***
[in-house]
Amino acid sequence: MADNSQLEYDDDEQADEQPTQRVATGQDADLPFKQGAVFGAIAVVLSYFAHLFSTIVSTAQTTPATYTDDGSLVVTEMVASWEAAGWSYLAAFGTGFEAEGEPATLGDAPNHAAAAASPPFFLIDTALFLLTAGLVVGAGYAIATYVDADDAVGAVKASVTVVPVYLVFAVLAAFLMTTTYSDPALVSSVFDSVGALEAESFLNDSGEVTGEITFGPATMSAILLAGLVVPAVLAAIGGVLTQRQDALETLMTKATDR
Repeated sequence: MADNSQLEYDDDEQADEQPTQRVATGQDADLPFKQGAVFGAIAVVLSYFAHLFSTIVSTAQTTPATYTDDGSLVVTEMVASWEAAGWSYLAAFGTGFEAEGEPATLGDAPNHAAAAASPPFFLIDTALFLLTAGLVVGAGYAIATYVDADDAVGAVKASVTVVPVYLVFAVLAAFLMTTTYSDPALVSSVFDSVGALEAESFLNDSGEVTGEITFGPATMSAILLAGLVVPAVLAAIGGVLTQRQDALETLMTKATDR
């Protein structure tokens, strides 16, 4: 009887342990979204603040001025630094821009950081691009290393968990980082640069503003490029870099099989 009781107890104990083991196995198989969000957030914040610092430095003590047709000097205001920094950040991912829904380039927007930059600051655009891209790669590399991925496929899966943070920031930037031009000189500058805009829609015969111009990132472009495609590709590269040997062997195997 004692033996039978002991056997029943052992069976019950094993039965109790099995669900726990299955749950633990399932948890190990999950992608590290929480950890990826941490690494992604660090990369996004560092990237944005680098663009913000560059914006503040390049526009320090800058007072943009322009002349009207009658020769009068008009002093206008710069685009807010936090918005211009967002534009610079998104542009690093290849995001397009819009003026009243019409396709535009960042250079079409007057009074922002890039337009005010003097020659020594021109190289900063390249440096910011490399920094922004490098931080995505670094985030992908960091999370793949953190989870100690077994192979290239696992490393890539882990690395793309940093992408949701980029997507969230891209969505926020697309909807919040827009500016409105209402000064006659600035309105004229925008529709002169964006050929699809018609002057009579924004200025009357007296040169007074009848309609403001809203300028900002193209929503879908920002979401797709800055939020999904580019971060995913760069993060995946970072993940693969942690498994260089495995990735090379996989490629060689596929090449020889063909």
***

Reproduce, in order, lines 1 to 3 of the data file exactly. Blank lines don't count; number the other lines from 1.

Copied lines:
[in-house]
Amino acid sequence: MADNSQLEYDDDEQADEQPTQRVATGQDADLPFKQGAVFGAIAVVLSYFAHLFSTIVSTAQTTPATYTDDGSLVVTEMVASWEAAGWSYLAAFGTGFEAEGEPATLGDAPNHAAAAASPPFFLIDTALFLLTAGLVVGAGYAIATYVDADDAVGAVKASVTVVPVYLVFAVLAAFLMTTTYSDPALVSSVFDSVGALEAESFLNDSGEVTGEITFGPATMSAILLAGLVVPAVLAAIGGVLTQRQDALETLMTKATDR
Repeated sequence: MADNSQLEYDDDEQADEQPTQRVATGQDADLPFKQGAVFGAIAVVLSYFAHLFSTIVSTAQTTPATYTDDGSLVVTEMVASWEAAGWSYLAAFGTGFEAEGEPATLGDAPNHAAAAASPPFFLIDTALFLLTAGLVVGAGYAIATYVDADDAVGAVKASVTVVPVYLVFAVLAAFLMTTTYSDPALVSSVFDSVGALEAESFLNDSGEVTGEITFGPATMSAILLAGLVVPAVLAAIGGVLTQRQDALETLMTKATDR